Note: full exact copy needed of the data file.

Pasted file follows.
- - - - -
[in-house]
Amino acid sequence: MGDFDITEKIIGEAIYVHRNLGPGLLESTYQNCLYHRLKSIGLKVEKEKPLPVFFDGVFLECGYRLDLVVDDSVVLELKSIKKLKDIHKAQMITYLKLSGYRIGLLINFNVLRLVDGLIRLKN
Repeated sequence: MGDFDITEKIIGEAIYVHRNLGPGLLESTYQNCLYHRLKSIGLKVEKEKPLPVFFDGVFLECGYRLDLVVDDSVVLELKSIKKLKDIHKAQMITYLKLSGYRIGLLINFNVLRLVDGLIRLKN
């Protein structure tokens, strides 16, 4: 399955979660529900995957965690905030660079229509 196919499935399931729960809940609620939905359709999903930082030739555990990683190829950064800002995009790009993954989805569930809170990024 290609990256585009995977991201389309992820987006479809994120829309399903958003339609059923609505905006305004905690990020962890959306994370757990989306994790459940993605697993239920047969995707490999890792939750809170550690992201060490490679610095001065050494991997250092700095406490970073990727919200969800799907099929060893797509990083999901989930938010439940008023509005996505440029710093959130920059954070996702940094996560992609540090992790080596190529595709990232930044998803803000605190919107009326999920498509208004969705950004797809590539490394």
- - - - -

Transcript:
[in-house]
Amino acid sequence: MGDFDITEKIIGEAIYVHRNLGPGLLESTYQNCLYHRLKSIGLKVEKEKPLPVFFDGVFLECGYRLDLVVDDSVVLELKSIKKLKDIHKAQMITYLKLSGYRIGLLINFNVLRLVDGLIRLKN
Repeated sequence: MGDFDITEKIIGEAIYVHRNLGPGLLESTYQNCLYHRLKSIGLKVEKEKPLPVFFDGVFLECGYRLDLVVDDSVVLELKSIKKLKDIHKAQMITYLKLSGYRIGLLINFNVLRLVDGLIRLKN
């Protein structure tokens, strides 16, 4: 399955979660529900995957965690905030660079229509 196919499935399931729960809940609620939905359709999903930082030739555990990683190829950064800002995009790009993954989805569930809170990024 290609990256585009995977991201389309992820987006479809994120829309399903958003339609059923609505905006305004905690990020962890959306994370757990989306994790459940993605697993239920047969995707490999890792939750809170550690992201060490490679610095001065050494991997250092700095406490970073990727919200969800799907099929060893797509990083999901989930938010439940008023509005996505440029710093959130920059954070996702940094996560992609540090992790080596190529595709990232930044998803803000605190919107009326999920498509208004969705950004797809590539490394």